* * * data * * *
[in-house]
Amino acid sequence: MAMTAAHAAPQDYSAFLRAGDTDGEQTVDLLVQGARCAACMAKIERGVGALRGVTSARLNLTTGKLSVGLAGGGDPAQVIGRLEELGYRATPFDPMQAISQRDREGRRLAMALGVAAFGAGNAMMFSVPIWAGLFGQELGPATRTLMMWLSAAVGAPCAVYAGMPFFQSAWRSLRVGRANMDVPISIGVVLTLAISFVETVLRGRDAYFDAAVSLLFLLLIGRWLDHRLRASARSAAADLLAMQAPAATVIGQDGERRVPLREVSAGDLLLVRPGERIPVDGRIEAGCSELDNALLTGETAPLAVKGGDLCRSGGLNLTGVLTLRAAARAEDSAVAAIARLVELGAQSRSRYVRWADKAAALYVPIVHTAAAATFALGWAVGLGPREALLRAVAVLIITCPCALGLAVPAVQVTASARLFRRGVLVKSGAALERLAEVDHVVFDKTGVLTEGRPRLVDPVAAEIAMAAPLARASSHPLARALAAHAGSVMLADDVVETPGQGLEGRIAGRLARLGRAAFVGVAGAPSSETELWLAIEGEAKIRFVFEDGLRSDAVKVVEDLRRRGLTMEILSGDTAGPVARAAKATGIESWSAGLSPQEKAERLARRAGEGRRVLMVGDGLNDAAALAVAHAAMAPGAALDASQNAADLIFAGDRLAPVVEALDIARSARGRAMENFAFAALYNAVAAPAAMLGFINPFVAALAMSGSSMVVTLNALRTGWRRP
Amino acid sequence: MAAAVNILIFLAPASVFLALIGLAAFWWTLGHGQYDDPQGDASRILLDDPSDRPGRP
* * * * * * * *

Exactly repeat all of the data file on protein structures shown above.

[in-house]
Amino acid sequence: MAMTAAHAAPQDYSAFLRAGDTDGEQTVDLLVQGARCAACMAKIERGVGALRGVTSARLNLTTGKLSVGLAGGGDPAQVIGRLEELGYRATPFDPMQAISQRDREGRRLAMALGVAAFGAGNAMMFSVPIWAGLFGQELGPATRTLMMWLSAAVGAPCAVYAGMPFFQSAWRSLRVGRANMDVPISIGVVLTLAISFVETVLRGRDAYFDAAVSLLFLLLIGRWLDHRLRASARSAAADLLAMQAPAATVIGQDGERRVPLREVSAGDLLLVRPGERIPVDGRIEAGCSELDNALLTGETAPLAVKGGDLCRSGGLNLTGVLTLRAAARAEDSAVAAIARLVELGAQSRSRYVRWADKAAALYVPIVHTAAAATFALGWAVGLGPREALLRAVAVLIITCPCALGLAVPAVQVTASARLFRRGVLVKSGAALERLAEVDHVVFDKTGVLTEGRPRLVDPVAAEIAMAAPLARASSHPLARALAAHAGSVMLADDVVETPGQGLEGRIAGRLARLGRAAFVGVAGAPSSETELWLAIEGEAKIRFVFEDGLRSDAVKVVEDLRRRGLTMEILSGDTAGPVARAAKATGIESWSAGLSPQEKAERLARRAGEGRRVLMVGDGLNDAAALAVAHAAMAPGAALDASQNAADLIFAGDRLAPVVEALDIARSARGRAMENFAFAALYNAVAAPAAMLGFINPFVAALAMSGSSMVVTLNALRTGWRRP
Amino acid sequence: MAAAVNILIFLAPASVFLALIGLAAFWWTLGHGQYDDPQGDASRILLDDPSDRPGRP